The transition to a low-carbon economy should be avoided

The transition to a low-carbon economy should be avoided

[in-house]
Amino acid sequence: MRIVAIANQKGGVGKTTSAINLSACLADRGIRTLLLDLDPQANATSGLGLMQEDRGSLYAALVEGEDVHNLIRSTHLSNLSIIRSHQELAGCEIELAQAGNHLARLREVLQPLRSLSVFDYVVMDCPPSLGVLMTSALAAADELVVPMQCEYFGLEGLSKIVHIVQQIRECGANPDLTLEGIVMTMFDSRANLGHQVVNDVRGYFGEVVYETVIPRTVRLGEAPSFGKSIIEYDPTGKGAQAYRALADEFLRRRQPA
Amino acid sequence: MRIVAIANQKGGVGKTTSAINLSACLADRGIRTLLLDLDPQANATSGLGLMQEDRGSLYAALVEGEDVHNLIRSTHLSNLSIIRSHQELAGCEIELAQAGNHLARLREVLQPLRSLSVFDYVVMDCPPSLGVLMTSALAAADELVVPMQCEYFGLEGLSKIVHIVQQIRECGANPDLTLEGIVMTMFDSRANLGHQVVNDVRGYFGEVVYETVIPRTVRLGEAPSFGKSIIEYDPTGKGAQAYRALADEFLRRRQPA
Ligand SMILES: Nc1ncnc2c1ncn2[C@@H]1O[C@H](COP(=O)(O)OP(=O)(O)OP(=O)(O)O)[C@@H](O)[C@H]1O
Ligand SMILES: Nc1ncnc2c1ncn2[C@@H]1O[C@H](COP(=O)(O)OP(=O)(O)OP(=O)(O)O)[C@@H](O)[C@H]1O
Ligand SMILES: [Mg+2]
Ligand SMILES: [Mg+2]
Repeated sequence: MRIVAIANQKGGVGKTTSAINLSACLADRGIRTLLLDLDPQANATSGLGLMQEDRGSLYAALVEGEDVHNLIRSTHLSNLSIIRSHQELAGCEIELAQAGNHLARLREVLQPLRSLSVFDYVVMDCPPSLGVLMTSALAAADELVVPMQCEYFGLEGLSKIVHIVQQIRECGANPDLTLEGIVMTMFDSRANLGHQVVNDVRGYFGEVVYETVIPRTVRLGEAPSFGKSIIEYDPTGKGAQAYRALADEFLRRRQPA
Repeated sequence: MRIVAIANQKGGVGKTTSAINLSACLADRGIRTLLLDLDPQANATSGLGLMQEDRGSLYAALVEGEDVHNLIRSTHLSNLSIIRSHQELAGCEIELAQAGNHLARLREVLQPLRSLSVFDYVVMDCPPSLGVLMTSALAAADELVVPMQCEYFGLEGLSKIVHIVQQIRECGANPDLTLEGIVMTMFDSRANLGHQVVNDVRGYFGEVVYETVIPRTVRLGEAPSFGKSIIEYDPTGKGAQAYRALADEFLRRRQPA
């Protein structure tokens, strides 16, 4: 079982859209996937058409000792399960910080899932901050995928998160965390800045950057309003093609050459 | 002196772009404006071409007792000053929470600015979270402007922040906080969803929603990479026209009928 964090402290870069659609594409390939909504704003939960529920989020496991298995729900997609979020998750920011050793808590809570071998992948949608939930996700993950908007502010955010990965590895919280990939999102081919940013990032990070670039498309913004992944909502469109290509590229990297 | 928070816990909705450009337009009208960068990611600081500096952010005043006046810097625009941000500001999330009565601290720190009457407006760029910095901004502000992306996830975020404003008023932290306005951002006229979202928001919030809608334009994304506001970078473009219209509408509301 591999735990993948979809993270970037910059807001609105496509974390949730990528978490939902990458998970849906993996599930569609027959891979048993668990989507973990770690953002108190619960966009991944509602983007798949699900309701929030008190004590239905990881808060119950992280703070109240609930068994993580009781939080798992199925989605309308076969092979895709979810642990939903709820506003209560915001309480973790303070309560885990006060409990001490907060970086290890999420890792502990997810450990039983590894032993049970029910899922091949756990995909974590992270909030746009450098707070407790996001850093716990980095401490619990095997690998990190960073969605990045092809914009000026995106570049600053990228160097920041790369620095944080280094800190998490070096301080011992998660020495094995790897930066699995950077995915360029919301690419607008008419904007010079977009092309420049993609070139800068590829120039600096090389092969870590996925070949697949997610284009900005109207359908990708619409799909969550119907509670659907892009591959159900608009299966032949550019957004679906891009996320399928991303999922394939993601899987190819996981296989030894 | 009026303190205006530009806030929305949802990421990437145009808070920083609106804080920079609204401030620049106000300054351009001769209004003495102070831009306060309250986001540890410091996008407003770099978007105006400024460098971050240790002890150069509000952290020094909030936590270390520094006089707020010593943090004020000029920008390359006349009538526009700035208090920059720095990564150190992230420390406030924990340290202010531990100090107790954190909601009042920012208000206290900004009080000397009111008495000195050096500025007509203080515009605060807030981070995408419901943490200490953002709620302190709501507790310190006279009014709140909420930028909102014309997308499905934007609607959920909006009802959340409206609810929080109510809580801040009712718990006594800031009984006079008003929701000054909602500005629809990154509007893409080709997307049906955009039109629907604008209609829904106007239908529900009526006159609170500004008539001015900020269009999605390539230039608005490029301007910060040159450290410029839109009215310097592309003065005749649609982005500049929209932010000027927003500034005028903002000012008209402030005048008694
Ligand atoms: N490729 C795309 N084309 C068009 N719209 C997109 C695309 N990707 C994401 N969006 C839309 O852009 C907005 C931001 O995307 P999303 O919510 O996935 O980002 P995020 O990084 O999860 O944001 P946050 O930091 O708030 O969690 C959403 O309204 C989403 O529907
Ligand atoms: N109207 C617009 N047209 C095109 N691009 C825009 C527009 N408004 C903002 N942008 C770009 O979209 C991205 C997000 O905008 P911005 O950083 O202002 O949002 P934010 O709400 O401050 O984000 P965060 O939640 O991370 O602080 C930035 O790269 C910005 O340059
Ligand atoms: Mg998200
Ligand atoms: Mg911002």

The transition to a low-carbon economy is a mantra mouthed by almost every political party, environmental group, global bureaucracy and media outlet. It is invoked not just as a policy prescription but also as a moral signpost. However, like all the catchphrases of the Big Green Agenda - sustainable development, corporate social responsibility, climate crisis, environmental justice, social licence, etc. etc. - it demands trenchant analysis. Free markets are always in the process of transition due to innovation and ingenuity, but the low-carbon transition is to be forced. Its great proponents are the enforcers, and we are talking about something far more radical than merely the way we generate energy. Leading Transitionistas such as the late Maurice Strong and UN climate Suprema Christiana Figures have admitted that they want a fundamental change in the global economic and political system. Whenever I hear such people assert both the necessity and viability of the Great Transition, I think of the introduction to my old paperback copy of Joseph Schumpeter's great book, Capitalism, Socialism and Democracy, which was first published in 1942. In that introduction, written in 1976, British Marxist academic Tom Bottomore declared that the book's popularity was explained "by the fact that it undertakes a serious and thorough examination of the great social transition of the present age, from capitalism to socialism." Bottomore, failing to see Schumpeter's ironic message - "Socialism is coming, and won't you be sorry when it arrives" - went on to praise Soviet satellite Yugoslavia as a likely model for the state enterprise that would bring about heaven on earth. Fast forward 40 years and the Soviet Union has collapsed, but radical socialism has far from disappeared. It has simply gone green. The transition to a low-carbon economy is still code for a transition to more political control, less freedom and less wealth. The pain is already being felt in the People's Republics of Ontario and Alberta Fortunately, like that "inevitable" transition to socialism circa 1976, the transition to the low-carbon economy has profound practical problems. Unfortunately, the public's slowness to grasp those problems will prolong the pain, although the pain is already being felt in much of Europe and in the People's Republics of Ontario and Alberta. The natural tendency of markets is always to use less energy per unit of ExxonMobil, the now criminally-persecuted Great Satan for the radical green movement, projects that global GDP will be 80 per cent higher per capita by 2040, but this will require only a 35 per cent increase in energy use. The kind of energy would not be wind and solar. According to optimistic projections from the International Energy Agency, which, like all multinational bureaucracies, is a node of transitionspeak, these alternatives will account for just over two per cent of the world's energy needs in 2040, when the use of fossil fuels will be greater. How does that equate with the alleged essential reduction of greenhouse gas emissions by 80 per cent by 2050? It doesn't. Despite the success of radical greens and their political puppets in bringing new pipelines to a halt in Canada, the fossil fuel industry shows no prospect of dying either here or elsewhere. Ironically, thanks to the fracking revolution, US output has enjoyed a resurgence under the most anti-petroleum president ever. Crude oil production in 2015, at 12.7 million barrels a day, was 72 per cent higher than in 2010. Natural gas production was also at a record, at 74.2 billion cubic feet a day. According to Harvard guru Michael Porter, not only does cleaner-burning natural gas promise further to lower emissions, but its sudden abundance and cheapness has revitalized the entire US economy. Wind and solar still account for just three per cent of US power generation, despite all the grants and subsidies.